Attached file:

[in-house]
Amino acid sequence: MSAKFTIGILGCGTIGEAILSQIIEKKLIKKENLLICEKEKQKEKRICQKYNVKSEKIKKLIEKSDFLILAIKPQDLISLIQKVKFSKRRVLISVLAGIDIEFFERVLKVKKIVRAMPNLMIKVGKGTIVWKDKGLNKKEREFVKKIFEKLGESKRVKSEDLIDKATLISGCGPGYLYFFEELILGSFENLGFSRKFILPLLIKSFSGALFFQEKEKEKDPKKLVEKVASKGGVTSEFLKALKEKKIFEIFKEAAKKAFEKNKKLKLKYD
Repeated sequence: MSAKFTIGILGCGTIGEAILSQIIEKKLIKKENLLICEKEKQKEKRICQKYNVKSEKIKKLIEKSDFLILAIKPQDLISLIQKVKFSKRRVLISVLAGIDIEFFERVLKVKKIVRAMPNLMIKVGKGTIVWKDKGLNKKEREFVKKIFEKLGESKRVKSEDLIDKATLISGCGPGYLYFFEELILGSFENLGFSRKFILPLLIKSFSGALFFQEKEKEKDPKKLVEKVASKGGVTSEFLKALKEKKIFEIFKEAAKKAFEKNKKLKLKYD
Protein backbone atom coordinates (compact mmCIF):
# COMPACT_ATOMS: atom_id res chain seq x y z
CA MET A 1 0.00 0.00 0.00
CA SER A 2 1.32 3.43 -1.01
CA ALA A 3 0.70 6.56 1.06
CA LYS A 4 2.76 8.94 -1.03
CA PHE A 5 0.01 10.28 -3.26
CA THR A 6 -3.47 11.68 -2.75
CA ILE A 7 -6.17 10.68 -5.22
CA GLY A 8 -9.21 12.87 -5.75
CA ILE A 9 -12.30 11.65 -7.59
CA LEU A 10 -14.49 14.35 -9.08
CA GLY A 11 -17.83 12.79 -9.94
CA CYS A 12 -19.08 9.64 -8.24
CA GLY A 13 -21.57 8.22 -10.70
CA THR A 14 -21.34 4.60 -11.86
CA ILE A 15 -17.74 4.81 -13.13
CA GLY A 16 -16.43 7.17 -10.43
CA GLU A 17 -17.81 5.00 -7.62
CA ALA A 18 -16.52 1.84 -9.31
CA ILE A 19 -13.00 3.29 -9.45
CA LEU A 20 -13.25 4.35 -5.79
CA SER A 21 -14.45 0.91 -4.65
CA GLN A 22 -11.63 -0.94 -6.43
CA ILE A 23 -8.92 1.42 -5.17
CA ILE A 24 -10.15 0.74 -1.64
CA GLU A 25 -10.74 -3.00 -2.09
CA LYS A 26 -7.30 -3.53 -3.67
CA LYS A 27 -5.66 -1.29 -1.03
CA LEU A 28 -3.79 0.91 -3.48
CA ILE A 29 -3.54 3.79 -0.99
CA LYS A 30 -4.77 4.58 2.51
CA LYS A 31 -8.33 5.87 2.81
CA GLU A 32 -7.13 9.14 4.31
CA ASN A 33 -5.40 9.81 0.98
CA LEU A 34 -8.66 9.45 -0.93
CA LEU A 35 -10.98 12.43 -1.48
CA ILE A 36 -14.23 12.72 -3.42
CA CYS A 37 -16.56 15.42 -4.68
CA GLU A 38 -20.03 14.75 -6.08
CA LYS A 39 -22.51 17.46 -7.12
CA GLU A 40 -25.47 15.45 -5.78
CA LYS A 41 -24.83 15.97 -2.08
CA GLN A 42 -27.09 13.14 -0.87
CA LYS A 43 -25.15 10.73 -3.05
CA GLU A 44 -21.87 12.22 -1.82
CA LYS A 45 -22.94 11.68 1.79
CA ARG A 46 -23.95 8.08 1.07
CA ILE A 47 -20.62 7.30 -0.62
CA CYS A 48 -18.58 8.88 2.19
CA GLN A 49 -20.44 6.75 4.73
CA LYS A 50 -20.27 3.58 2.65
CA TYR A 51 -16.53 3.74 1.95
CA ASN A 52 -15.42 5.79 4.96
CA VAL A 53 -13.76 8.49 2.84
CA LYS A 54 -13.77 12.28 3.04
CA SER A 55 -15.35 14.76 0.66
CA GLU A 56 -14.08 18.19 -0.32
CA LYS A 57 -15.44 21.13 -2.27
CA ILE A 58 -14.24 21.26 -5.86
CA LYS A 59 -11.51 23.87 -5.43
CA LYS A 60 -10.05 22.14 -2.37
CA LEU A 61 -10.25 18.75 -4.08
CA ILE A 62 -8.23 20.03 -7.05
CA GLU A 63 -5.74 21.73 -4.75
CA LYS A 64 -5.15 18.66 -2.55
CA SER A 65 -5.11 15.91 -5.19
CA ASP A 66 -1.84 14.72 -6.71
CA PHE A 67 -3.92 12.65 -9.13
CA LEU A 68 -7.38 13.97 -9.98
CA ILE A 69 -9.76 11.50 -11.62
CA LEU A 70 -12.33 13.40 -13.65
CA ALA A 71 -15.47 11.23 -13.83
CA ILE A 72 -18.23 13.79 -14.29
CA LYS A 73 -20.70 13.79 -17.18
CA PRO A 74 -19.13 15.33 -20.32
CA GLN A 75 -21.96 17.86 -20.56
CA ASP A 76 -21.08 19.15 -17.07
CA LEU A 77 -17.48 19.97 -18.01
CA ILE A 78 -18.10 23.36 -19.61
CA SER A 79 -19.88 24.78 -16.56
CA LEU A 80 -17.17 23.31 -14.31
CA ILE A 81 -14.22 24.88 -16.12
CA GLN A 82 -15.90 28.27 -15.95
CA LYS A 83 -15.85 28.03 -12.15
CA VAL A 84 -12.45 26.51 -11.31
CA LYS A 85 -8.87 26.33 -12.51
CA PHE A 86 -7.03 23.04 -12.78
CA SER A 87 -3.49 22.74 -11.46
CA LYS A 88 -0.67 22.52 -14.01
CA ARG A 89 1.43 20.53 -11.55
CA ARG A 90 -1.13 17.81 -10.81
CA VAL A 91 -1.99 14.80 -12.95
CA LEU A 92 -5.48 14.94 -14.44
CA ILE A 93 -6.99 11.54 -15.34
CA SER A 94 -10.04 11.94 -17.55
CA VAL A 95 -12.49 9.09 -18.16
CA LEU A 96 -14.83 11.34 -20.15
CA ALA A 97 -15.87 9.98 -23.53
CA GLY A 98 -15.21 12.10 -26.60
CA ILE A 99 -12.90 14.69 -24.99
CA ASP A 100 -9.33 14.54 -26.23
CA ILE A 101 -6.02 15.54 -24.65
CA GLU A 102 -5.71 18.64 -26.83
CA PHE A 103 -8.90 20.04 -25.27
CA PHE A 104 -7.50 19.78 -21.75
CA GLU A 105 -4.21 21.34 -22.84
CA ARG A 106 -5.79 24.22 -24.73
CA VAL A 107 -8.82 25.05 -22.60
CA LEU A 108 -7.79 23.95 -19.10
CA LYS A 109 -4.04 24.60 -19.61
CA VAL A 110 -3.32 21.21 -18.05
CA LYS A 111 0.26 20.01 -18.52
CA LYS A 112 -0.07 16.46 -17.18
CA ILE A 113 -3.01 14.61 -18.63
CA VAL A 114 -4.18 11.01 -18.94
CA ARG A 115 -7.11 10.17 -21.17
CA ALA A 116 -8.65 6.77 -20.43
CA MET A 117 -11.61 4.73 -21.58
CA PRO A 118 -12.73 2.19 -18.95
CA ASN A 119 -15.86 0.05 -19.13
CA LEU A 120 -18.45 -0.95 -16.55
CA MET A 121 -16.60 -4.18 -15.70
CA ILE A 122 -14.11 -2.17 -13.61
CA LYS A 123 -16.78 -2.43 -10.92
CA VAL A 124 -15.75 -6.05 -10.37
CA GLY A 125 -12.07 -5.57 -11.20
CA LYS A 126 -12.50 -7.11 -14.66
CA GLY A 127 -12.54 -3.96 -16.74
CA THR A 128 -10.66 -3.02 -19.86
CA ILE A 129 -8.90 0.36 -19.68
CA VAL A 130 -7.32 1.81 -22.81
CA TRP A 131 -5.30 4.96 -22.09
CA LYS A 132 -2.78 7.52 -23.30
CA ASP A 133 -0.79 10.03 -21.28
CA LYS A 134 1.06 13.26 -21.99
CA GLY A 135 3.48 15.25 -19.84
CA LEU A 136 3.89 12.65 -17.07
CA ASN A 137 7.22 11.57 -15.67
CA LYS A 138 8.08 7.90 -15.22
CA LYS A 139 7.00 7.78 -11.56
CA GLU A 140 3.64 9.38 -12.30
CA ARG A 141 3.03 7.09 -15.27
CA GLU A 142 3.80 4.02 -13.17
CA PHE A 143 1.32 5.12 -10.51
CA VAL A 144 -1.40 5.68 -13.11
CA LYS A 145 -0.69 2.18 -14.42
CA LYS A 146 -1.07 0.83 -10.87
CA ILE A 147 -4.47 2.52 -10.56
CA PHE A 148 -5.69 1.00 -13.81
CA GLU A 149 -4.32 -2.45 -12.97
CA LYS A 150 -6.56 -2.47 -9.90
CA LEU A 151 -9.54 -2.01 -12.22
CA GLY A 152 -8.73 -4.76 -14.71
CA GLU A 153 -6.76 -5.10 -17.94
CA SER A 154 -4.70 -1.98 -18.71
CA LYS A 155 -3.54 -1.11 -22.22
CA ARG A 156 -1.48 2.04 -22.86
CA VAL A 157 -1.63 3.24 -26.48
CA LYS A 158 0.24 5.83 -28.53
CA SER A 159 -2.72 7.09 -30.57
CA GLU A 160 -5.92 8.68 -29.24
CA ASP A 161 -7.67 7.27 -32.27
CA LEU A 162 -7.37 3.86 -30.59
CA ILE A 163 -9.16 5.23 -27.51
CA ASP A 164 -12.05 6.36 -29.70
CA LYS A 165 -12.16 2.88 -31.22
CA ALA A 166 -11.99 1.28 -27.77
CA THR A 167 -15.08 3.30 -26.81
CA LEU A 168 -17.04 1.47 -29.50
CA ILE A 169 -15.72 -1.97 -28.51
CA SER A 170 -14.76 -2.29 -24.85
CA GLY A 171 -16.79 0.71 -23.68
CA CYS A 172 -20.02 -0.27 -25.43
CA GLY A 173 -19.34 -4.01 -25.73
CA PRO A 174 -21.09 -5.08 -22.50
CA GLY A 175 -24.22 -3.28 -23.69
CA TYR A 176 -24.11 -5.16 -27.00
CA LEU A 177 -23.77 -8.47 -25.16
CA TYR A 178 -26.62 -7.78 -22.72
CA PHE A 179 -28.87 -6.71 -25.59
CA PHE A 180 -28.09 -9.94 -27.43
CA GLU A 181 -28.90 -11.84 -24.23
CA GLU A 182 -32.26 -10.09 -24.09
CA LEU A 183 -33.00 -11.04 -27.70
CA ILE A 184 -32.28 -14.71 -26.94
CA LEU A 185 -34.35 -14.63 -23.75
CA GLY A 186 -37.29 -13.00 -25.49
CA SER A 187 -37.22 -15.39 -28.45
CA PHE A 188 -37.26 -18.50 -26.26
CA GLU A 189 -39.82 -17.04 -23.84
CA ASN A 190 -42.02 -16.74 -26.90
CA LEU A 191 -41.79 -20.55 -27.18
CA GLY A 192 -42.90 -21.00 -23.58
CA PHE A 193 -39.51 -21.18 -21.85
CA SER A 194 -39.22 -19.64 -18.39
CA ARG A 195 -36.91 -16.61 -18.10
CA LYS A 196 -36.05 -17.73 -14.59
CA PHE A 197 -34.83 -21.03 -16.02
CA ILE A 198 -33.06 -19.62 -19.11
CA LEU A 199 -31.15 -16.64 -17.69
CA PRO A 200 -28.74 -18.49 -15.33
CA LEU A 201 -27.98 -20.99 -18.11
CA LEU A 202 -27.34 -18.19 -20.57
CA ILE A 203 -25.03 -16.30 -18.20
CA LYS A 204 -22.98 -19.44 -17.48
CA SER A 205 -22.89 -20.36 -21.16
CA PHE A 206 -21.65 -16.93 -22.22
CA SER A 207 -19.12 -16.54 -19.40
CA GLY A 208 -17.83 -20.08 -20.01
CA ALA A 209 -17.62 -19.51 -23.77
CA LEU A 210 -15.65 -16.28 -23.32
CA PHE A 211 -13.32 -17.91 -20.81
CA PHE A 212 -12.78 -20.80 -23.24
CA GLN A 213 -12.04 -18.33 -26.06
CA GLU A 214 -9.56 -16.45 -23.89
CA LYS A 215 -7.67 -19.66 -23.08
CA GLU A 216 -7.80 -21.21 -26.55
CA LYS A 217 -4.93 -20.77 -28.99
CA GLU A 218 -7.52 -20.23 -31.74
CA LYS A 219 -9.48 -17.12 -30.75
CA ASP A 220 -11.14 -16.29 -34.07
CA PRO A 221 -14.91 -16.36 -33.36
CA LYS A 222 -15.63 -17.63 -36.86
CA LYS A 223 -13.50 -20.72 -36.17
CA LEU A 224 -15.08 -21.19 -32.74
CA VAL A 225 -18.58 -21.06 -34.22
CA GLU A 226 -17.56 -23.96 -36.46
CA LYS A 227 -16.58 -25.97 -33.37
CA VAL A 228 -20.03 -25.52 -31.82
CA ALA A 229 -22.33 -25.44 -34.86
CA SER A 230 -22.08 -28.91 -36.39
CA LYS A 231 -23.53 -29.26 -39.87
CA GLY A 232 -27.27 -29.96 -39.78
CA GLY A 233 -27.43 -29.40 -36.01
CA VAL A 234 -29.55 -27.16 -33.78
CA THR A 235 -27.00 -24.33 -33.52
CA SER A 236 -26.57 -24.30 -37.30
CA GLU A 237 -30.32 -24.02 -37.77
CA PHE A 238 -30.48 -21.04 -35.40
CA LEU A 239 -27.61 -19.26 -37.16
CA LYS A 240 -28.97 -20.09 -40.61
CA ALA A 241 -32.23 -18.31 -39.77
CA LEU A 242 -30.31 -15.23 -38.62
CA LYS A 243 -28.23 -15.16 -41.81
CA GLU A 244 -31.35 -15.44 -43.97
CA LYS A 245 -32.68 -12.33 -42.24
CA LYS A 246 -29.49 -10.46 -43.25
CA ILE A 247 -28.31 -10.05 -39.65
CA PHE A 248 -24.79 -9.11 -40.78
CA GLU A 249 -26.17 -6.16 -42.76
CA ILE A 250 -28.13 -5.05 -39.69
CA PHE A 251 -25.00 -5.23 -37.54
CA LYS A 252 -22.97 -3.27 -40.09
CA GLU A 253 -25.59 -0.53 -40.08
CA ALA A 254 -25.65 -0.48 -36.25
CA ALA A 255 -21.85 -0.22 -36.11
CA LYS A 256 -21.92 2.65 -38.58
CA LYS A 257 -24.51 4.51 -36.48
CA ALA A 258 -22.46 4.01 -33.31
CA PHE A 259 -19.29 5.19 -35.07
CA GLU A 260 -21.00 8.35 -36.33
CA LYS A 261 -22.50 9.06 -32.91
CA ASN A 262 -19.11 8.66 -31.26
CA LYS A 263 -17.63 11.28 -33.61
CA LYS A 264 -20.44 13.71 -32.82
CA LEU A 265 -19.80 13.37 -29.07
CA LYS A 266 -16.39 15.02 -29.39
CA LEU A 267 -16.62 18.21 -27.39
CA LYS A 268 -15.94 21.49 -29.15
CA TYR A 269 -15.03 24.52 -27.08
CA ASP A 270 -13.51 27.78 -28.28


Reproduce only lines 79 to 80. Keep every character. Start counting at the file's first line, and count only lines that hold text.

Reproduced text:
CA PRO A 74 -19.13 15.33 -20.32
CA GLN A 75 -21.96 17.86 -20.56